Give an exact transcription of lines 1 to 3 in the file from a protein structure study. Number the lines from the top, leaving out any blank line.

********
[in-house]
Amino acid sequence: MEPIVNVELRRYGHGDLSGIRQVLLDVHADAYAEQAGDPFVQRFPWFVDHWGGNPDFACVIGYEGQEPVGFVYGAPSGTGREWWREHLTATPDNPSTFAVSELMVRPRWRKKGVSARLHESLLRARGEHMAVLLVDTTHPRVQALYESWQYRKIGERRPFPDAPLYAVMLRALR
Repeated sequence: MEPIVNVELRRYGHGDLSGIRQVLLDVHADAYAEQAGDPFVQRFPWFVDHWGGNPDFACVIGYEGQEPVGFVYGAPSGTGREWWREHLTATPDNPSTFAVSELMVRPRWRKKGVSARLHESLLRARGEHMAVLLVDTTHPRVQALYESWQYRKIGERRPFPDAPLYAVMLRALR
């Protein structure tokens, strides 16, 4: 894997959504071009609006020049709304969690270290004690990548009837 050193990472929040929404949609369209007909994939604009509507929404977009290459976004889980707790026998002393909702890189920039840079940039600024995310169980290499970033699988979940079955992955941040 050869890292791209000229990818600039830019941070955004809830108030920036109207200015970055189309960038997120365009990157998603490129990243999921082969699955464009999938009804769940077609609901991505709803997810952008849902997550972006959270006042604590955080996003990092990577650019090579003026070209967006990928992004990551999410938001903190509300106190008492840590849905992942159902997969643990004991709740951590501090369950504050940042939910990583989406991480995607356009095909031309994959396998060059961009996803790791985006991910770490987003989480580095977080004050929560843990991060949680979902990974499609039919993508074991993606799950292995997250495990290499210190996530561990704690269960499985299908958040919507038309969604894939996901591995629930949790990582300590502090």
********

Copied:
[in-house]
Amino acid sequence: MEPIVNVELRRYGHGDLSGIRQVLLDVHADAYAEQAGDPFVQRFPWFVDHWGGNPDFACVIGYEGQEPVGFVYGAPSGTGREWWREHLTATPDNPSTFAVSELMVRPRWRKKGVSARLHESLLRARGEHMAVLLVDTTHPRVQALYESWQYRKIGERRPFPDAPLYAVMLRALR
Repeated sequence: MEPIVNVELRRYGHGDLSGIRQVLLDVHADAYAEQAGDPFVQRFPWFVDHWGGNPDFACVIGYEGQEPVGFVYGAPSGTGREWWREHLTATPDNPSTFAVSELMVRPRWRKKGVSARLHESLLRARGEHMAVLLVDTTHPRVQALYESWQYRKIGERRPFPDAPLYAVMLRALR